It was the only way to feel relieved and to be myself. Also, movies were always my friends as well, they made me escape from my problems in my reality and I always liked the film score with piano and strings, which healed my mind.
After high school, I entered a music college, majoring in composition. It wasn't like I had a big passion for becoming a professional composer at the time, it was more like it was the only possible subject I was interested in and capable of. I still had difficulty communicating with others or even just going to school, but one day some simple event at school changed my life entirely. It was the evaluation of my first composition, in which I played my piece in front of professors.
After I finished playing, the professors clapped and said “Great job, you’re very talented” - I know it was a very simple comment, but I realized that I hadn't been given any compliment for a long time, and how desperately I wanted to be accepted by somebody. And most of all, I felt the pleasure of creating something new.
There is no way to be judged by how it should sound, or be compared to somebody else who has played it before - I can be exactly who I am. I cried like a baby on the way home on the day, feeling like a big hole I had had in my heart for my whole life had been filled for the first time.
Since this time, I spent all of my time studying composition, being addicted to writing instead of antidepressants, stopped thinking about what other people think of me, and started having a good relationship with my family. Believe it or not, I became a totally different person.
I was writing music to heal myself at the beginning. I was afraid of going back to the depression, so I kept writing uplifting, healing pieces, thinking of what I would have wanted to listen to in my dark period of time. Then eventually started thinking that I want to help other people with mental problems using my music. Because I know how hard it is to overcome problems, how hard it is to be understood by even your family or friends, and how gently the piano sound talked to me when I was suffering.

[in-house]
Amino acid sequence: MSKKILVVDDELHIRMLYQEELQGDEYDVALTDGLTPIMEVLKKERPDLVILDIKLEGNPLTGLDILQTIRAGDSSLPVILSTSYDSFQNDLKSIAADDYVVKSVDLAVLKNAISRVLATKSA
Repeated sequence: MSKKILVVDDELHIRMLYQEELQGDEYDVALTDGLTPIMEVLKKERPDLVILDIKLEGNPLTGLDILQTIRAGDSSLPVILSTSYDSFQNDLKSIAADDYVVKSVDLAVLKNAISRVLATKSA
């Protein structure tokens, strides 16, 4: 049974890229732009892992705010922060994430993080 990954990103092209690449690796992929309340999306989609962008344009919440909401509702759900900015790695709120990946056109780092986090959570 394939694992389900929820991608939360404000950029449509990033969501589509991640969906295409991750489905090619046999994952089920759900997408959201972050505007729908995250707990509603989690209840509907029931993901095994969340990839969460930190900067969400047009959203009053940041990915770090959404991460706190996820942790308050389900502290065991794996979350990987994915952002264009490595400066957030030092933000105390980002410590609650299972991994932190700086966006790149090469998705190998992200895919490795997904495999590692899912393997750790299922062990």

I know our lives are complicated and it is not always the case that music could simply solve all the problems. But I strongly believe in the healing power of music, and I want people to feel relief and calm and escape from their problems in real life through my music.
One of the most respectable photographers who I had worked with once said in an interview, “Life is complicated and there are so many problems we have to solve in the world. But sometimes we just should stop walking, look up the sky and appreciate the beautiful moments”. I totally admire and agree with what he says.
If we all can think of beautiful moments in our daily lives as much as being concerned about the problems, there could be less stressful lives.I believe it is our jobs as artists to bring the beauty and inspiration to people’s lives. I want to prove that there is always hope in life, even though we feel like we are in a dark deep cave with no way out when we’re depressed, there is a way out, and a clue to the answer might be very simple. And music can help people find their clues, just like it saved me.